Programmer's Kormatherapy: Make it extra spicy!

Don‘t you hate being stereotyped? I do, anywhere anytime.

This time, I think the restaurant chefs are out to get me! They want to find out how spicy I can
eat, because they hear Indians can eat very spicy food with ease and delight. So
this is exactly what happens to me in some restaurants and especially in ethnic
restaurants. And especially if I am new to that restaurant.

When I find a new restaurant, I really really want to check it out. So, when
I get my food, I find that they made it the spiciest they can, without checking
with me first! And then hand it to me with a big smile and say what I have now
heard many times in many places:

"I made it extra spicy for you!"

And I am like:

"What the…Oh no! I hate friggin extra spicy! Spicy is ok,
but extra spicy? Darn!"

Of course, I do not say that aloud to them, because I might want to come back there again.
So nowadays while ordering my food, I ask them upfront to go easy on the extra spicy.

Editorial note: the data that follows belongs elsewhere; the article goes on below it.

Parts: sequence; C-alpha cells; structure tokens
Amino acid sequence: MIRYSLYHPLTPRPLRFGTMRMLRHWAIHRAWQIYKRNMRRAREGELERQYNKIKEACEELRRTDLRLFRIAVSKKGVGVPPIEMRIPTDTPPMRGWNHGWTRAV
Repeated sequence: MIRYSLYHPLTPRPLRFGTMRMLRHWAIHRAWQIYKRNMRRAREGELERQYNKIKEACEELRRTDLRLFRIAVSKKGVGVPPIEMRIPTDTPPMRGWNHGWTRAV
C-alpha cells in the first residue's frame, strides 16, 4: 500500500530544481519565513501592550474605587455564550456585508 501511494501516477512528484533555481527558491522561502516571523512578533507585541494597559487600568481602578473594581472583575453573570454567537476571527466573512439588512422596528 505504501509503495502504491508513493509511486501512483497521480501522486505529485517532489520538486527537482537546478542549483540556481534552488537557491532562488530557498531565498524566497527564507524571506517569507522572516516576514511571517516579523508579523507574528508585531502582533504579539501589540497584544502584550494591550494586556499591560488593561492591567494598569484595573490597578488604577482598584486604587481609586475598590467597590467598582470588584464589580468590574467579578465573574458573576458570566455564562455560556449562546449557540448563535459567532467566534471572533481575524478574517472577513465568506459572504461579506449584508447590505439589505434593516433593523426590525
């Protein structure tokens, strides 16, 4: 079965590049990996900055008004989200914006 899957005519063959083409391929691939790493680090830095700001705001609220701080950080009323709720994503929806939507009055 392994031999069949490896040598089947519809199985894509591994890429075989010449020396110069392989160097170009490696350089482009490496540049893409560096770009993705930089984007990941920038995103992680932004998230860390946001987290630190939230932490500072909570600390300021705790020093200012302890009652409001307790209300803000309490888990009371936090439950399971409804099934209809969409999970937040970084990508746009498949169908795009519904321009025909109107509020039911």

On the plus side, spicy food does have potential benefits. Check out Kormatherapy!

Hmm…Maybe I am shouldn‘t be complaining after all!

points out Gernot Katzer's Spice
, which provides a detailed look at each of over a hundred spices.

Programmer's Kormatherapy

Now, let me draw a parallel lesson in software development from the afore mentioned experience. If in the above anecdote, I substitute as follows:

  • Replace Chef with Programmer
  • Replace Diner with Customer
  • Replace Food with Code
  • Replace Spices with Features

Now i wonder how often programmers produce code with extra/excessive
features than what the customer really asked for in the first place.
For instance, if customer asks for a feature set {A, B, C} and the programmer
churns out {A, B, C, D, E}, would the customer be delighted? Probably, if {A,
B, C} were implemented to meet the requirements. However, a more likely scenario
is that the programmer churns out {A, X, Y} because {X, Y} is what the programmer
thinks the customer asked for when they described {B, C}. But a more interesting
reason might turn out to be the wanderlust programmer implementing {X,
Y}, which seem a lot more fun than implementing boring old {B, C} !


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